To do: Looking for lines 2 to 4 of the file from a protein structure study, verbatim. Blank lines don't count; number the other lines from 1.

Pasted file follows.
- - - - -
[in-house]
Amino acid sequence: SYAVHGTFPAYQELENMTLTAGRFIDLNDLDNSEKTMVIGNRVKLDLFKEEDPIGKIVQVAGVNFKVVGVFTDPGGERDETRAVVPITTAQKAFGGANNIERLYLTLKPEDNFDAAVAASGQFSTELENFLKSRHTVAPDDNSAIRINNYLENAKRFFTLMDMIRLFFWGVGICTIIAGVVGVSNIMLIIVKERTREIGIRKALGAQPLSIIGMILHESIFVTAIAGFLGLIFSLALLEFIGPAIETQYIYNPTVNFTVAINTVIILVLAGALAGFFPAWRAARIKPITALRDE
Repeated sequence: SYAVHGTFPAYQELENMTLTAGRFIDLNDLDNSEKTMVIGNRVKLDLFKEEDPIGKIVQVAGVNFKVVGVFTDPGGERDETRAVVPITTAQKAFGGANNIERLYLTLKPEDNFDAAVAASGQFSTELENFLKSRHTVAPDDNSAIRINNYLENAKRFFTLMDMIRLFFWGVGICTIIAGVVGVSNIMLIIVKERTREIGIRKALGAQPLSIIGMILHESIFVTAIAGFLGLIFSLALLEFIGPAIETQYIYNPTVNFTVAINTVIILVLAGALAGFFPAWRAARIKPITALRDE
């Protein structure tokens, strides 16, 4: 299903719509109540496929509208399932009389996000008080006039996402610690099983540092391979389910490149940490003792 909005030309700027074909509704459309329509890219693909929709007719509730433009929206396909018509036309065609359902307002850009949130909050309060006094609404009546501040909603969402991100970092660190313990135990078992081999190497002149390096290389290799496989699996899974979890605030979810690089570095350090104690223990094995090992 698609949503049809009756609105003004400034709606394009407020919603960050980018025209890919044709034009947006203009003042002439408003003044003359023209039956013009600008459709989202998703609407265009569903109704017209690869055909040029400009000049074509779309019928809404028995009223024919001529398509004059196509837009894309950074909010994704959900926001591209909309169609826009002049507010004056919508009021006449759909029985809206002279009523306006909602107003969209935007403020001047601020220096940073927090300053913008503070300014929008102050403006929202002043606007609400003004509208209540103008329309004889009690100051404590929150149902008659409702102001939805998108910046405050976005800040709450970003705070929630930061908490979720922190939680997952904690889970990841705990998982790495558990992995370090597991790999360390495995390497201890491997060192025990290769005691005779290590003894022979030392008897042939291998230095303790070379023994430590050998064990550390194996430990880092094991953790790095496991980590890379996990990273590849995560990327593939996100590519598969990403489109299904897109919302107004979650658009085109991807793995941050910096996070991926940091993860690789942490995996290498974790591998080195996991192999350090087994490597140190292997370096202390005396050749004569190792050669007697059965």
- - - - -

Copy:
Amino acid sequence: SYAVHGTFPAYQELENMTLTAGRFIDLNDLDNSEKTMVIGNRVKLDLFKEEDPIGKIVQVAGVNFKVVGVFTDPGGERDETRAVVPITTAQKAFGGANNIERLYLTLKPEDNFDAAVAASGQFSTELENFLKSRHTVAPDDNSAIRINNYLENAKRFFTLMDMIRLFFWGVGICTIIAGVVGVSNIMLIIVKERTREIGIRKALGAQPLSIIGMILHESIFVTAIAGFLGLIFSLALLEFIGPAIETQYIYNPTVNFTVAINTVIILVLAGALAGFFPAWRAARIKPITALRDE
Repeated sequence: SYAVHGTFPAYQELENMTLTAGRFIDLNDLDNSEKTMVIGNRVKLDLFKEEDPIGKIVQVAGVNFKVVGVFTDPGGERDETRAVVPITTAQKAFGGANNIERLYLTLKPEDNFDAAVAASGQFSTELENFLKSRHTVAPDDNSAIRINNYLENAKRFFTLMDMIRLFFWGVGICTIIAGVVGVSNIMLIIVKERTREIGIRKALGAQPLSIIGMILHESIFVTAIAGFLGLIFSLALLEFIGPAIETQYIYNPTVNFTVAINTVIILVLAGALAGFFPAWRAARIKPITALRDE
């Protein structure tokens, strides 16, 4: 299903719509109540496929509208399932009389996000008080006039996402610690099983540092391979389910490149940490003792 909005030309700027074909509704459309329509890219693909929709007719509730433009929206396909018509036309065609359902307002850009949130909050309060006094609404009546501040909603969402991100970092660190313990135990078992081999190497002149390096290389290799496989699996899974979890605030979810690089570095350090104690223990094995090992 698609949503049809009756609105003004400034709606394009407020919603960050980018025209890919044709034009947006203009003042002439408003003044003359023209039956013009600008459709989202998703609407265009569903109704017209690869055909040029400009000049074509779309019928809404028995009223024919001529398509004059196509837009894309950074909010994704959900926001591209909309169609826009002049507010004056919508009021006449759909029985809206002279009523306006909602107003969209935007403020001047601020220096940073927090300053913008503070300014929008102050403006929202002043606007609400003004509208209540103008329309004889009690100051404590929150149902008659409702102001939805998108910046405050976005800040709450970003705070929630930061908490979720922190939680997952904690889970990841705990998982790495558990992995370090597991790999360390495995390497201890491997060192025990290769005691005779290590003894022979030392008897042939291998230095303790070379023994430590050998064990550390194996430990880092094991953790790095496991980590890379996990990273590849995560990327593939996100590519598969990403489109299904897109919302107004979650658009085109991807793995941050910096996070991926940091993860690789942490995996290498974790591998080195996991192999350090087994490597140190292997370096202390005396050749004569190792050669007697059965």